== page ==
Review: The Adjustment Bureau
by, 03-09-2011 at 02:00 PM (1634 Views)
Two years ago, writer, director Richard Kelly brought The Box to the big screen. The film starred James Marsden and Cameron Diaz in a film that evoked the Twilight Zone episodes of years past. The film was a failure at the box office and with critics and the ending was something that most individuals had issue reconciling.
This week, The Adjustment Bureau starring Matt Damon and Emily blunt comes to theatres. Based on the story of the same name by Phillip K. Dick, the movie brings into question whether we control our own destiny or are unforeseen individuals manipulating us like chess pieces as part of a bigger plan.
Damon plays young politician David Norris. David is a superstar on the brink of winning a set in the U.S. Senate when a small scandal scuttles his chances. It’s during this short fall that David meets free spirited Elise Sellas (Blunt). The two immediately have a ‘moment’ of passion and excitement, but as quickly as they connect, they are torn apart.
David is unwilling to let his mind rest from their quick encounter with passion and a by-chance run in allows them again to respark earlier flames. But that is when David comes to meet the Adjustment Bureau – a group of well dressed men who are responsible for keeping humans on a particular path with their proposed destiny as suggested by The Chairman, an unseen figure that suggests a God-like overseer of events.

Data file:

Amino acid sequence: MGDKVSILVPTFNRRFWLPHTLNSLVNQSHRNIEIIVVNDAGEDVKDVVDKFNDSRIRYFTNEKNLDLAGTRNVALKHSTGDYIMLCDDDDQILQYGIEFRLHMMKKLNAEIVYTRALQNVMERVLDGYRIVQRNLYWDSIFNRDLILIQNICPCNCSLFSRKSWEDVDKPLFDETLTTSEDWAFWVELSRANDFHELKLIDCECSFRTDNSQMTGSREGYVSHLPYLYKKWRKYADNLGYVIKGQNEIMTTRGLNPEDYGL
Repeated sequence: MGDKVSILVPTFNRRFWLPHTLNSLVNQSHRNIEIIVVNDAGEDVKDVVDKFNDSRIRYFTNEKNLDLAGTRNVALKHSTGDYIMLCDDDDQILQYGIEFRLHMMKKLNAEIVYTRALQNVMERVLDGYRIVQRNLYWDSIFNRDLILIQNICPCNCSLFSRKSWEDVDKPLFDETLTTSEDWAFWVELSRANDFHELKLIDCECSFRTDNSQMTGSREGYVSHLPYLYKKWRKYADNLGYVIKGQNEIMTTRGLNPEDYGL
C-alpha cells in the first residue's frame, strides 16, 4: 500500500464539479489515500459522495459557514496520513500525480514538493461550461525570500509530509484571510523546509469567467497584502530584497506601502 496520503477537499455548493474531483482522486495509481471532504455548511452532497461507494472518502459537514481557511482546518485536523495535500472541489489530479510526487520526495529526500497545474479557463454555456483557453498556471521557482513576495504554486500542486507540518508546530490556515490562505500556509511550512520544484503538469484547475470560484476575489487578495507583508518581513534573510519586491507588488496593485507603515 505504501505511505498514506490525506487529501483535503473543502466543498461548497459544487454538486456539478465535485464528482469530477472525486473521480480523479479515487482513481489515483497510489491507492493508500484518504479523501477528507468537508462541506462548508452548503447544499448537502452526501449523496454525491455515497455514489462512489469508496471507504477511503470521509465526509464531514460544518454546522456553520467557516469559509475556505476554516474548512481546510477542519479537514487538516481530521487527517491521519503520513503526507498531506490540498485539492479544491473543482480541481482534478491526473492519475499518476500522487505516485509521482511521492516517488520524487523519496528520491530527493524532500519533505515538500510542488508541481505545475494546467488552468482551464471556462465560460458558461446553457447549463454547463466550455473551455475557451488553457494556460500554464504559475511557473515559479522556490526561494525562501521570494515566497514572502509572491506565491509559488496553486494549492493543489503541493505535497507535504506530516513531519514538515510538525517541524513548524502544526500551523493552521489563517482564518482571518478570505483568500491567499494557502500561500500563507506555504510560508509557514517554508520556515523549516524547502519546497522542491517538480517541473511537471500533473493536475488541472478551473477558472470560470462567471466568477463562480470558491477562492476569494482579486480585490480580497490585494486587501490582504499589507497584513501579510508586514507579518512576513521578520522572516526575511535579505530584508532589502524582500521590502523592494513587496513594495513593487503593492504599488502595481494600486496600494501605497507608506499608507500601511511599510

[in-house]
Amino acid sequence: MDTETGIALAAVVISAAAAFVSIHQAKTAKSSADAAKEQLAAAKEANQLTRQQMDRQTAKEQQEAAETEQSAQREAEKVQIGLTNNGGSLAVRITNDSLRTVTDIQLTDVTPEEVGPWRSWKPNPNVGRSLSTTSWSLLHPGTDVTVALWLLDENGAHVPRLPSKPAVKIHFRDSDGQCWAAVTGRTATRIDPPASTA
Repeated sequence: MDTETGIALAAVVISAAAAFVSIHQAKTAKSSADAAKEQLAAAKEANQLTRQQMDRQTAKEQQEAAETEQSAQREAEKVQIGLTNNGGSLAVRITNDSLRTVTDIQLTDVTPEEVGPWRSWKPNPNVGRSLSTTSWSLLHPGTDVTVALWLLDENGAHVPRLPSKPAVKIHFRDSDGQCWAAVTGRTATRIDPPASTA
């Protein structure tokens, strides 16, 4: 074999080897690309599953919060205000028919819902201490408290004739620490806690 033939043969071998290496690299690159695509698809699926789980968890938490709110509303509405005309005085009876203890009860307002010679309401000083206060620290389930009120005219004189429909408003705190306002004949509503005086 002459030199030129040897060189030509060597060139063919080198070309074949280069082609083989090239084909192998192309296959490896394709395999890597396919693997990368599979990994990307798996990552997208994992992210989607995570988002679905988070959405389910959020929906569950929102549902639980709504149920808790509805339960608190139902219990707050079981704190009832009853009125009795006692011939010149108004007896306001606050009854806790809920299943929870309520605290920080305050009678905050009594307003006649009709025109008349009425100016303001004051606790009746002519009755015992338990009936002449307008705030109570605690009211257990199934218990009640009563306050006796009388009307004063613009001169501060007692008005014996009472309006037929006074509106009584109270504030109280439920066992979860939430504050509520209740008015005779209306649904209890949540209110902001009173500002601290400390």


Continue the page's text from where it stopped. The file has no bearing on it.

David is threatened by the Adjustment Bureau and told in no uncertain terms that if he is to speak of their existence, then he would be easily and swiftly lobotomized. Now there’s incentive to keep your mouth shut if I ever heard it.
David remains defiant and continues a relationship with Elise to the chagrin of the Bureau and before long (if a few years later is ‘before long’), they are on the run in an attempt to outrun their fate and confront the Chairman with their undying love.
There is much in The Adjustment Bureau to appreciate. The chemistry between the two leads is sparkling and dynamic and is at the root of the films core. And the fast paced editing and framing of the city backdrop is also on fine display. But the convoluted and sometimes confusing and religiously overtoned plot greases things up to an unsatisfying conclusion atop a New York City high rise. Our screening had audience members laughing at scenes not intended humorous and the whole chase scene through doors used as portals wasn’t as exciting as it was confusing and manic.
This is director George Nolfi’s first foray behind the camera and he could have picked a better script vehicle for his maiden venture. Dick’s story is likely one (we have not read it) that plays better on the written page than it does even with a group of competent actors that also included Terence Stamp and Mad Men’s John Slattery.
This didn’t make The Adjustment Bureau a bad movie, but it made it an unimportant one. A blip on the Phillip K. Dick filmography alongside Payback and Knowing. The Adjustment Bureau will be forgotten before you have the chance to tell others, and it didn’t need a bunch of men in hats lobotomizing you to come to that conclusion. And for that, it might as well be called The Box 2011.